It is of great importance that it is understood as it concerns Americans national safety and individual liberties, and was among the first laws put in place that openly infringed upon American’s freedom of speech rights. The Act, unofficially referred to as the anticommunist law, required all members of the American Communist Party, among others, to register with the Attorney General, regardless if these individuals had ever engaged in violent acts or had ever advocated the use of violence – their association with certain suspect groups was deemed sufficient to place them under suspicion and surveillance (Imready).World communism was regarded as a compelling enough reason to engage in otherwise unconstitutional political intimidation. The fear of communism has now been replaced with the fear of terrorism. The Act had a provision that set the stage to authorize the creation of concentration camps for “emergency situations,” using the internment of Japanese-Americans during World War II as a legal precedent. The intention was to set the stage for rounding up suspected political dissenters and subversives and place them all in large camps, should the government ever feel the need.The particular provision was not repealed until the 1970s, after a great deal of protest and work by civil rights groups. President Truman vetoed the bill stating: The basic error of this bill is that it moves in the direction of suppressing opinion and belief.

This would be a very dangerous course to take, not because we have sympathy for Communist opinions, because any governmental stifling the free expression of opinion, is a long step toward totalitarianism… The course proposed by this bill would delight the Communists, for it would make a mockery of the Bill of Rights and of our claims to stand for freedom in the world.Congress voted 89% in favor to pass the bill over his veto.

McCarran’s Senate Internal Security Subcommittee worked closely with the FBI conducting hearings on political subversives for the next twenty-seven years. In 1952, McCarran joined Congressman Francis Walter (D-PA), an advocate against world communism, in creating and passing the McCarran-Walter Act. This was also passed over Truman’s veto. Essentially, it was an immigration bill, assigning strict quotas to the immigration of anyone wishing to enter the US from undesirable parts of the world – namely not European (Imready).A provision of the bill stated that anyone accused of voicing the wrong political opinions, could be denied entry into the US. If they were presently in the US working, visiting, or seeking citizenship, they could be immediately deported (Nash). These provisions proved extremely useful for the political aims of whatever administration was in power.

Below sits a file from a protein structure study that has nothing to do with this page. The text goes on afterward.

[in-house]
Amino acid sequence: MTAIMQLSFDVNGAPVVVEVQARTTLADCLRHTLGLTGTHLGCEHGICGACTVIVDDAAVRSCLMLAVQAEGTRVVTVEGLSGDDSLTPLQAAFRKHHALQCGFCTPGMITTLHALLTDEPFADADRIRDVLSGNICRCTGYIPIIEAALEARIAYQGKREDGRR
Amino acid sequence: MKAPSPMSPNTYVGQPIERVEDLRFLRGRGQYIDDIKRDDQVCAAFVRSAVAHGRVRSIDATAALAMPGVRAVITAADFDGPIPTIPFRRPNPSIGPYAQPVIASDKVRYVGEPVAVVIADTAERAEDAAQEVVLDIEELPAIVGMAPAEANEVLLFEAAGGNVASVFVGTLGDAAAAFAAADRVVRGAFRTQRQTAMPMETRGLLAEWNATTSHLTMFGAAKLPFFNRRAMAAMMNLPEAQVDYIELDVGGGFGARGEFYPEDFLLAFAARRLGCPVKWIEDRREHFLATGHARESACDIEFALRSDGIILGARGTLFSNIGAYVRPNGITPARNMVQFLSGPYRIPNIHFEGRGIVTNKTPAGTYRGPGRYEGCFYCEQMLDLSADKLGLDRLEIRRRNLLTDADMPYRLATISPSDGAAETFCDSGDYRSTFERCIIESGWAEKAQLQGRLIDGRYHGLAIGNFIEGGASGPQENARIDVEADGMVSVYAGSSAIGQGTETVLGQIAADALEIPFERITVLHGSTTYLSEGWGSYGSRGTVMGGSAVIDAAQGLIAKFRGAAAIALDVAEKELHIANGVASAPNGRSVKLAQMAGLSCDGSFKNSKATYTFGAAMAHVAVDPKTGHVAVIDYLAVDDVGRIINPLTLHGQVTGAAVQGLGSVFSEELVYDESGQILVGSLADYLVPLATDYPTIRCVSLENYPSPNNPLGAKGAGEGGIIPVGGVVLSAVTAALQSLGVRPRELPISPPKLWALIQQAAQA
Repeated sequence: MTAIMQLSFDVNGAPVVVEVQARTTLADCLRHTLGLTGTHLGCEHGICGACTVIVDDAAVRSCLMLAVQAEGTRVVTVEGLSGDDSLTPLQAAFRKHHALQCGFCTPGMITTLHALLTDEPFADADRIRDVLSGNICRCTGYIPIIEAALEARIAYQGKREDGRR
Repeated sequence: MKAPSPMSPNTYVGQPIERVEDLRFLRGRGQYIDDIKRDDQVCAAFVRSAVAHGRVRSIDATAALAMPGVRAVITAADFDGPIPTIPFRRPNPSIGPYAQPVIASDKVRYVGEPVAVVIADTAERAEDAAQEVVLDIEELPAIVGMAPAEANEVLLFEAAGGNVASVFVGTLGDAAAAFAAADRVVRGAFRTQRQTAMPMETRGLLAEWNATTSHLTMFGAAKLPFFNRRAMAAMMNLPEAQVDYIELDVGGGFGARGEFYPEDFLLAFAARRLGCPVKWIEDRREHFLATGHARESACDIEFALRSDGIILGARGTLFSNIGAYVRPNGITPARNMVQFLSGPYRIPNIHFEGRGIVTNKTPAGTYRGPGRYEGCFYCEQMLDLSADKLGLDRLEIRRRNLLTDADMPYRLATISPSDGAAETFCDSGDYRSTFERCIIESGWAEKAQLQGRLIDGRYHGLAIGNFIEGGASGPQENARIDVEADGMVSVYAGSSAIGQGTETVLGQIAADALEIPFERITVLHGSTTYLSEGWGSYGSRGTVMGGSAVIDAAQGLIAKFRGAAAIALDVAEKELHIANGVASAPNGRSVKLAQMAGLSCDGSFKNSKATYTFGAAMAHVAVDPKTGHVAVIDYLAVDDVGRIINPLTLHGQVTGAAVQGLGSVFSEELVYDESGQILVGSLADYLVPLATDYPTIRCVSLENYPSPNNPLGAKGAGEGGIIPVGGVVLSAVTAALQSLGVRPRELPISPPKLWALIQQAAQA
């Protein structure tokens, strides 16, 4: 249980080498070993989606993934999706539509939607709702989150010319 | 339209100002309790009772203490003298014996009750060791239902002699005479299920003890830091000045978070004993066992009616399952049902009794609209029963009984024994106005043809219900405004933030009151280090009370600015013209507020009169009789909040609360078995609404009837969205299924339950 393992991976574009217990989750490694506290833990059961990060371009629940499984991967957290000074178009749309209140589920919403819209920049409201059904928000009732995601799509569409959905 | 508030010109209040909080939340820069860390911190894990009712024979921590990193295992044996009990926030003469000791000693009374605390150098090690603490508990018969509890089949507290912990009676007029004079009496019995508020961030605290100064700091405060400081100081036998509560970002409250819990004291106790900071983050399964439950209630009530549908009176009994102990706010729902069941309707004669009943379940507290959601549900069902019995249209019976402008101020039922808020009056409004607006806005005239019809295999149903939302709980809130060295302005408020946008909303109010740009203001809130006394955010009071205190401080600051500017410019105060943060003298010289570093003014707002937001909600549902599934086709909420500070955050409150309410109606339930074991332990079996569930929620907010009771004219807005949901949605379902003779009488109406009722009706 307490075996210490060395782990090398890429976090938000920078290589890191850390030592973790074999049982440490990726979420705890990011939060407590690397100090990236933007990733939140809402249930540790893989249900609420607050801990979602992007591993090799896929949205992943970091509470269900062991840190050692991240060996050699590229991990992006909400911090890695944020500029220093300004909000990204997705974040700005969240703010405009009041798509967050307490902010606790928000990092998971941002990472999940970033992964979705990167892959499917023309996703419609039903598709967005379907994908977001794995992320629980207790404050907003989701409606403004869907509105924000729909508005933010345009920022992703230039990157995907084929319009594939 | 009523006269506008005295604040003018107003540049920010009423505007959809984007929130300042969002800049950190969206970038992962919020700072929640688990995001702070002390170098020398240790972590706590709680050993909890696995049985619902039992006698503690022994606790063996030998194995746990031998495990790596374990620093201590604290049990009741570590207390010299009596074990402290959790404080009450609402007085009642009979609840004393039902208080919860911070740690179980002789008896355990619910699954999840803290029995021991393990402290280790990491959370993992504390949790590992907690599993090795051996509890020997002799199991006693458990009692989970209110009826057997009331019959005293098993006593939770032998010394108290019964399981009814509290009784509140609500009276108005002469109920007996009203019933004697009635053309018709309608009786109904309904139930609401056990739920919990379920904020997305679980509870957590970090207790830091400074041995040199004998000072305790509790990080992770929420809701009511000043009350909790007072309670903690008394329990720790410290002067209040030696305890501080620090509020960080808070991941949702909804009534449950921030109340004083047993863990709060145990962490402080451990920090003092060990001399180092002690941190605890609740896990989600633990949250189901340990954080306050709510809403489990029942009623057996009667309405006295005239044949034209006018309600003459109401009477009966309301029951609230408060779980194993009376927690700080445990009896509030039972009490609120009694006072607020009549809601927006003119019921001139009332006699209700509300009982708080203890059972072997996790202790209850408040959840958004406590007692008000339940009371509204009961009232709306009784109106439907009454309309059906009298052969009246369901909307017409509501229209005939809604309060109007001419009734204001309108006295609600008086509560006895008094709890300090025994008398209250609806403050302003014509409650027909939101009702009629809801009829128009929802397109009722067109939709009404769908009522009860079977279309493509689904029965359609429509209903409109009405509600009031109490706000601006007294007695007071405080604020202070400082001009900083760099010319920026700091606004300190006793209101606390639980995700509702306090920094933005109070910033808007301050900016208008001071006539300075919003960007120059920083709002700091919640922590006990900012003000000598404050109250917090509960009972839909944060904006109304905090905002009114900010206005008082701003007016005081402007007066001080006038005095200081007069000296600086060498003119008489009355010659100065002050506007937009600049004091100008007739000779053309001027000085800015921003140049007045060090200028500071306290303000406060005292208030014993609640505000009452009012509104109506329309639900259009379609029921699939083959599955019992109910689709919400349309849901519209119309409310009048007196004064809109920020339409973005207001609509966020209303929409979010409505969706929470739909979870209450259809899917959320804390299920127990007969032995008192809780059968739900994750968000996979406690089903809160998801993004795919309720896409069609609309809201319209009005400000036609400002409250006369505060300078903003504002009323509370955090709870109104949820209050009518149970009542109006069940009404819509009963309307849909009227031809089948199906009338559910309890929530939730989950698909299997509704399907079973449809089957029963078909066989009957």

The McCarran-Walter Act was abolished in 1994, but additional Acts were passed further opening the Pandora’s Box of civil rights infringements begun by the McCarran-Walter Act.Under the Bail Reform Act of 1984, politically motivated offenders may be held in preventative detention, which is in violation of international law by designating “dangerous to the community,” those persons who most actively struggle for self-determination. These offenders may be charged with violation of broad conspiracy laws which rely on evidence of political associations and beliefs to prove “criminal” agreements. The Seditious Conspiracy law and the Racketeer Influenced and Corrupt Organizations Act (RICO) allow for criminalization of membership in political organizations and national liberation movements.These statutes have been used to incarcerate political activists with lengthy sentences. The Antiterrorism and Effective Death Penalty Act (AEDPA), signed by Clinton in 1996 in response to the Oklahoma City Bombings, and in the US Patriot Act, in response to September 11 further impinge upon individual’s civil liberties and right to dissent.

Now the provisions are aimed against the ambiguously defined concept of “terrorism” and “supporters of terrorism,” political activists and prisoners.